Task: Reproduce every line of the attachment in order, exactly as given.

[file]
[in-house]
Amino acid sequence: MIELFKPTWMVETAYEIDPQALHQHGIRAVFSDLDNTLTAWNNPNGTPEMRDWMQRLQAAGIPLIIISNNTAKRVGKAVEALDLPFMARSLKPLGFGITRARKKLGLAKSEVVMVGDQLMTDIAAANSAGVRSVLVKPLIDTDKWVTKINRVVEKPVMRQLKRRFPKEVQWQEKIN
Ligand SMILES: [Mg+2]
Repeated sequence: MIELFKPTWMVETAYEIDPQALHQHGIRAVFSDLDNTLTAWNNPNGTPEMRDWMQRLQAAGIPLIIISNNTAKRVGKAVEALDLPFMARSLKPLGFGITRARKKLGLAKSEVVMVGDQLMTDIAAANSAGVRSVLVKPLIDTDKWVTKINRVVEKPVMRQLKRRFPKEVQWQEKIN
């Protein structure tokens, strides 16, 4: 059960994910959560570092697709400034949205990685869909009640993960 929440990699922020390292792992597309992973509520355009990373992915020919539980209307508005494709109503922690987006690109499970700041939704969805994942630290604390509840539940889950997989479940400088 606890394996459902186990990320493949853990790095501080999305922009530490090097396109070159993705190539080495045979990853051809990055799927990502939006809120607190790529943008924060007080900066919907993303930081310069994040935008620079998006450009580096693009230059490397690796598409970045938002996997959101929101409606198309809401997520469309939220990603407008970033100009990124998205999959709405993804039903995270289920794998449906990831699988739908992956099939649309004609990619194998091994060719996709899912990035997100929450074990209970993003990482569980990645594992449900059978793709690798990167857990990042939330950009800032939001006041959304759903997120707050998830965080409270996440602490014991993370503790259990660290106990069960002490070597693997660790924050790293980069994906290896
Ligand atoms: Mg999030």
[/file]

[in-house]
Amino acid sequence: MIELFKPTWMVETAYEIDPQALHQHGIRAVFSDLDNTLTAWNNPNGTPEMRDWMQRLQAAGIPLIIISNNTAKRVGKAVEALDLPFMARSLKPLGFGITRARKKLGLAKSEVVMVGDQLMTDIAAANSAGVRSVLVKPLIDTDKWVTKINRVVEKPVMRQLKRRFPKEVQWQEKIN
Ligand SMILES: [Mg+2]
Repeated sequence: MIELFKPTWMVETAYEIDPQALHQHGIRAVFSDLDNTLTAWNNPNGTPEMRDWMQRLQAAGIPLIIISNNTAKRVGKAVEALDLPFMARSLKPLGFGITRARKKLGLAKSEVVMVGDQLMTDIAAANSAGVRSVLVKPLIDTDKWVTKINRVVEKPVMRQLKRRFPKEVQWQEKIN
């Protein structure tokens, strides 16, 4: 059960994910959560570092697709400034949205990685869909009640993960 929440990699922020390292792992597309992973509520355009990373992915020919539980209307508005494709109503922690987006690109499970700041939704969805994942630290604390509840539940889950997989479940400088 606890394996459902186990990320493949853990790095501080999305922009530490090097396109070159993705190539080495045979990853051809990055799927990502939006809120607190790529943008924060007080900066919907993303930081310069994040935008620079998006450009580096693009230059490397690796598409970045938002996997959101929101409606198309809401997520469309939220990603407008970033100009990124998205999959709405993804039903995270289920794998449906990831699988739908992956099939649309004609990619194998091994060719996709899912990035997100929450074990209970993003990482569980990645594992449900059978793709690798990167857990990042939330950009800032939001006041959304759903997120707050998830965080409270996440602490014991993370503790259990660290106990069960002490070597693997660790924050790293980069994906290896
Ligand atoms: Mg999030």